After a provincial tour beginning at the Manchester Opera House on 15 July 1952, the play opened at the Phoenix Theatre in London on 12 September 1952 and ran until 27 June 1953. The play starred Coward's friends Lynn Fontanne and Alfred Lunt, with Griffith Jones, Marian Spencer and Sylvia Coleridge. It was moderately successful but failed to match the popularity of his pre-war hits.
The Manchester Guardian praised the play for breaking away from Coward’s customary terse style and experimenting with romantic comedy "affectionate and sincere as well as amusing and elegant". The Times was unimpressed, describing the piece as "romantic fustian". Many of the reviews thought the plot derivative of Coward's pre-war hit, Private Lives. The acting of Fontanne and Lunt, however, was consistently praised, though The Daily Express called the production "a waste of expensive talent".
Lunt won a Tony Award for best actor in the 1955 Broadway production, which also starred Fontanne and featured Brian Aherne, Edna Best and Jerome Kilty. The Broadway run lasted for 159 performances and could have profitably run for longer, but the Lunts preferred to close in March 1955.
- The Rev Edgar Spevin – John Gill
- Sarah, his wife – Moya Nugent
- Gwendolyn, his daughter – Pamela Grant
- Waiter – Michael Allinson
- Courier – Timothy Forbes Adam
- The Marquess of Heronden (Hubert) – Griffith Jones
- Mrs Axel Diensen (Charlotte) – Marian Spencer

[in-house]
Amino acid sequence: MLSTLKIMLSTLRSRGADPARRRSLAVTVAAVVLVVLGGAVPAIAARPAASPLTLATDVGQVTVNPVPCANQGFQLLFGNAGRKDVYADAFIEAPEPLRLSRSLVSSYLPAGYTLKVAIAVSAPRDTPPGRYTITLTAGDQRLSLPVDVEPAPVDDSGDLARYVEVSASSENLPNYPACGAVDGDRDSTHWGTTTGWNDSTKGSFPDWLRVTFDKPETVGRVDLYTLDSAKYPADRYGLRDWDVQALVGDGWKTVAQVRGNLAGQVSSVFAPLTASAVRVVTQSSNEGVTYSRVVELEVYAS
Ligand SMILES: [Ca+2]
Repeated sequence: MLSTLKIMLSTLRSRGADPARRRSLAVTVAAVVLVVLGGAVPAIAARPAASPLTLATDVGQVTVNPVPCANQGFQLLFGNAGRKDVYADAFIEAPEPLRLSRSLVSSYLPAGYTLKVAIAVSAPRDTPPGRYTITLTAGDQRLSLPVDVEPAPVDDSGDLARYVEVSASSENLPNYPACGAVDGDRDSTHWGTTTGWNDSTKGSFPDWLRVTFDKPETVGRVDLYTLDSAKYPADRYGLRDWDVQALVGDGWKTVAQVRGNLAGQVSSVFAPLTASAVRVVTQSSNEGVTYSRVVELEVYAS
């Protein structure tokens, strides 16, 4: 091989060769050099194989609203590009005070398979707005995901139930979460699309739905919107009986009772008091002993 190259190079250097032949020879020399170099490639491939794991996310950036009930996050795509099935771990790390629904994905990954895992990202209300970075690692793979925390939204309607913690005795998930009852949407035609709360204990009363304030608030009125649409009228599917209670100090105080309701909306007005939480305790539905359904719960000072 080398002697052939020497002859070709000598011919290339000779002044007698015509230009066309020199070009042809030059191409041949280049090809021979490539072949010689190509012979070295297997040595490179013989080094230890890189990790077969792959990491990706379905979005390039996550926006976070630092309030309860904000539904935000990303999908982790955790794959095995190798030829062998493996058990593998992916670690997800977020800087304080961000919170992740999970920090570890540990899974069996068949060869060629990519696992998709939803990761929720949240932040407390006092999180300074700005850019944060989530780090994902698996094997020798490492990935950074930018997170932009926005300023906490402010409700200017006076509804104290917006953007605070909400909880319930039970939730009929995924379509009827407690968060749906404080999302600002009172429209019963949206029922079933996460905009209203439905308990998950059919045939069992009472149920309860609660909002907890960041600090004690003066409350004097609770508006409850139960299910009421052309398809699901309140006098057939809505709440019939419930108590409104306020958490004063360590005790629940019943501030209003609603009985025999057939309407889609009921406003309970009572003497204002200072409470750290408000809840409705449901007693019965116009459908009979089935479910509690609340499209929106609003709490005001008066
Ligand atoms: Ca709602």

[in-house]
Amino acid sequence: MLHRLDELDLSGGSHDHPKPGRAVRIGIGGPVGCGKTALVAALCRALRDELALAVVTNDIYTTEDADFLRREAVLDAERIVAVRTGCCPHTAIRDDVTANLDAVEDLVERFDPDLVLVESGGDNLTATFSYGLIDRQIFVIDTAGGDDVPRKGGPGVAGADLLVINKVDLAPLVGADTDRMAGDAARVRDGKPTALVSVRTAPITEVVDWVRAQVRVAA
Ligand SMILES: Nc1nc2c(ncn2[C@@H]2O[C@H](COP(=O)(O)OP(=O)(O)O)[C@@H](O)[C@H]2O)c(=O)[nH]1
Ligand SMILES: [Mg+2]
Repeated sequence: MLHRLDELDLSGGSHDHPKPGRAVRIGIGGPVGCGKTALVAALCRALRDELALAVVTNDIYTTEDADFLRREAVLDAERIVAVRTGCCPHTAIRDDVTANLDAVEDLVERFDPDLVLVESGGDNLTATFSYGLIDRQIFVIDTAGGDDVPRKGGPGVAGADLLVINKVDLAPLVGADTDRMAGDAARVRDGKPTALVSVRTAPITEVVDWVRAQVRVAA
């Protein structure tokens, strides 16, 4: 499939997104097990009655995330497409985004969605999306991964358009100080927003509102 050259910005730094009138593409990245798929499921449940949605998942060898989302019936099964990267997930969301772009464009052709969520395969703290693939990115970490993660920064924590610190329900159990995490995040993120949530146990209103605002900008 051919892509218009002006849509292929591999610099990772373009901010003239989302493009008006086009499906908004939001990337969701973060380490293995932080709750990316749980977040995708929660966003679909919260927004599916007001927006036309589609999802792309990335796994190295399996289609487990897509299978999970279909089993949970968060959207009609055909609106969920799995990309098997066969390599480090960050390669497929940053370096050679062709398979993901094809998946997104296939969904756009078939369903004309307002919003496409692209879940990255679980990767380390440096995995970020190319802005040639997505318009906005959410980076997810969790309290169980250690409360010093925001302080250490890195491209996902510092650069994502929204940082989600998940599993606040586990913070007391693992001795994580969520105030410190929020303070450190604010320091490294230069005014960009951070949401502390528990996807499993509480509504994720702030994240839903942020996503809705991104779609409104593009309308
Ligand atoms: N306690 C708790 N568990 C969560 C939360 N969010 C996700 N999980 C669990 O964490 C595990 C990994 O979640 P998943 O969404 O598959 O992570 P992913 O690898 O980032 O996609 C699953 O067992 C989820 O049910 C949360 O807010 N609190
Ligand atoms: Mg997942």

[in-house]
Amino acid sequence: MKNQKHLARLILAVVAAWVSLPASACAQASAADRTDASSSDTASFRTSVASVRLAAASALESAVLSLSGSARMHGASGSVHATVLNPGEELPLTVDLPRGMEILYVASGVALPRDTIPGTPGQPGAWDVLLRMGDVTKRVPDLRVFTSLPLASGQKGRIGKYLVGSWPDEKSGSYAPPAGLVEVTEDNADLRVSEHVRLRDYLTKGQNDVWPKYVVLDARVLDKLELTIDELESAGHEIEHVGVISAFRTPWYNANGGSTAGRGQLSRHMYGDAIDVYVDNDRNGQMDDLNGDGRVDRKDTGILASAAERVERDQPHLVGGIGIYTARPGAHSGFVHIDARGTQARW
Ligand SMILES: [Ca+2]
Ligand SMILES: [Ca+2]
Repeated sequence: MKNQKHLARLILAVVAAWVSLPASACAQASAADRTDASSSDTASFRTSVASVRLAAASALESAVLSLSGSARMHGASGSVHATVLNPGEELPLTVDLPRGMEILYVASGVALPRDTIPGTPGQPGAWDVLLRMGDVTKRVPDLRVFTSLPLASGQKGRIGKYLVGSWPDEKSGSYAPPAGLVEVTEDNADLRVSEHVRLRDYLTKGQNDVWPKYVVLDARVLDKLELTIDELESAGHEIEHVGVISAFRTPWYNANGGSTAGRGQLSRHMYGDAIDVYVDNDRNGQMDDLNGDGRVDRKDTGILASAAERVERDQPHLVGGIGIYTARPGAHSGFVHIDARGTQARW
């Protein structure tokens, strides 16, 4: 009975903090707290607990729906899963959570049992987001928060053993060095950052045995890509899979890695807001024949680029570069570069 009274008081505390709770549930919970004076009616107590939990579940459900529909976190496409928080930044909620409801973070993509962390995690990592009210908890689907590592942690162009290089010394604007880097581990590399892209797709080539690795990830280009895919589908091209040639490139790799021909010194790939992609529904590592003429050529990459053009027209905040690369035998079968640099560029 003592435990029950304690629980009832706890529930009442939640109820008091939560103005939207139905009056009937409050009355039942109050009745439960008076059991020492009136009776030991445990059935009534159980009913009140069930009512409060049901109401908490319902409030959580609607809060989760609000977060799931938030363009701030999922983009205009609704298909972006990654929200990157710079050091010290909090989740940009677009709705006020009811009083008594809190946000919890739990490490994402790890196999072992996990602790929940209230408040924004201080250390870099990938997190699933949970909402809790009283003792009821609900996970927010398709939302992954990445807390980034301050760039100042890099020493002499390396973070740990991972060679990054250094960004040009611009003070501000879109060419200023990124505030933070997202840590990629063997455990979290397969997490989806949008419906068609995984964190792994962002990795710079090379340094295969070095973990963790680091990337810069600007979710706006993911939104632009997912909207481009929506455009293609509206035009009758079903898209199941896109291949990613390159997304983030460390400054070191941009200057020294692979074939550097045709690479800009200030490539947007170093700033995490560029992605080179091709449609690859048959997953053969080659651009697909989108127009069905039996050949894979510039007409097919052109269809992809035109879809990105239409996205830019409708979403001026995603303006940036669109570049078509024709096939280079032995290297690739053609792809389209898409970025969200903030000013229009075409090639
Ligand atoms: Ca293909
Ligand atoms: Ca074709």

- Catchpole, a butler – Gordon Phillott
- The Marchioness of Heronden (Serena) – Lynn Fontanne
- Lady Harriet Ripley – Joyce Carey
- Foster, a maid – Sybil Wise
- Footman – Rhoderick Walker
- Axel Diensen – Alfred Lunt
- Octavia, Countess of Bonnington – Sylvia Coleridge
- Waiter – Charles Rennison
- Travellers, etc – Allegra Nicole, Derek Prouse, Betty Hare, Gillian Raine, Richard Scott and Dorothy Blythe.
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The date is 1873. The wife of Diensen, a railway magnate, has run off to the South of France with Lord Heronden. Diensen and Lady Herondon join forces to find their errant partners and get them back. They succeed, but are not glad to have done so because they have fallen in love with each other. At the end of the play, they elope together.
- "Theatres", The Times, 13 September 1952, p. 2 and 27 June 1953, p. 2
- Lesley, pp. 314, 370 and 361
- Lahr, p. 136
- "Quadrille: Coward First Night in Manchester", The Manchester Guardian, 16 July 1952, p. 5
- "Phoenix Theatre", The Times, 13 September 1952, p. 2
- Barber, John. "The Lunts' Night – Not Coward's", The Daily Express, 13 September 1952, p. 3
- Day, p. 564
- Coward, p. 3
- Coward, Noël (2003). Collected Plays: Seven. London: Methuen. ISBN 978-1-4725-0334-3.
- Day, Barry (ed) (2007). The Letters of Noël Coward. London: Methuen. ISBN 978-0-7136-8578-7.
- Lahr, John (1982). Coward the Playwright. London: Methuen. ISBN 978-0-413-48050-7.
- Lesley (1976). The Life of Noël Coward. London: Jonathan Cape. ISBN 978-0-224-01288-1.